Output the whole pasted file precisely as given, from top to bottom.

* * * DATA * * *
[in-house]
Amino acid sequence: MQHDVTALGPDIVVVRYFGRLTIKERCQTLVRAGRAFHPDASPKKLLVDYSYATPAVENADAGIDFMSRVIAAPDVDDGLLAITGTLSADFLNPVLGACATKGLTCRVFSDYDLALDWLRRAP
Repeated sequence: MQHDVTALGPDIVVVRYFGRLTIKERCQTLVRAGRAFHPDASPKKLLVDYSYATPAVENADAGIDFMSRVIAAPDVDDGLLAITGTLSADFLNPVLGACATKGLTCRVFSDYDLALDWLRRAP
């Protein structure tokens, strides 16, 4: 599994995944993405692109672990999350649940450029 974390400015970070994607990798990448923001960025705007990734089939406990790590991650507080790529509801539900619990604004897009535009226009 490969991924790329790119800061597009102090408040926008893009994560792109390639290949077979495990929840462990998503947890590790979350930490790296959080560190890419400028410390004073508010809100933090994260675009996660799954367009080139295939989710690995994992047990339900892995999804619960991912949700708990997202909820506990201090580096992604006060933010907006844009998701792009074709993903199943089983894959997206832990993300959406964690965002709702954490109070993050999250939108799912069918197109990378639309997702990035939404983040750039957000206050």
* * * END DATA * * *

[in-house]
Amino acid sequence: MQHDVTALGPDIVVVRYFGRLTIKERCQTLVRAGRAFHPDASPKKLLVDYSYATPAVENADAGIDFMSRVIAAPDVDDGLLAITGTLSADFLNPVLGACATKGLTCRVFSDYDLALDWLRRAP
Repeated sequence: MQHDVTALGPDIVVVRYFGRLTIKERCQTLVRAGRAFHPDASPKKLLVDYSYATPAVENADAGIDFMSRVIAAPDVDDGLLAITGTLSADFLNPVLGACATKGLTCRVFSDYDLALDWLRRAP
């Protein structure tokens, strides 16, 4: 599994995944993405692109672990999350649940450029 974390400015970070994607990798990448923001960025705007990734089939406990790590991650507080790529509801539900619990604004897009535009226009 490969991924790329790119800061597009102090408040926008893009994560792109390639290949077979495990929840462990998503947890590790979350930490790296959080560190890419400028410390004073508010809100933090994260675009996660799954367009080139295939989710690995994992047990339900892995999804619960991912949700708990997202909820506990201090580096992604006060933010907006844009998701792009074709993903199943089983894959997206832990993300959406964690965002709702954490109070993050999250939108799912069918197109990378639309997702990035939404983040750039957000206050």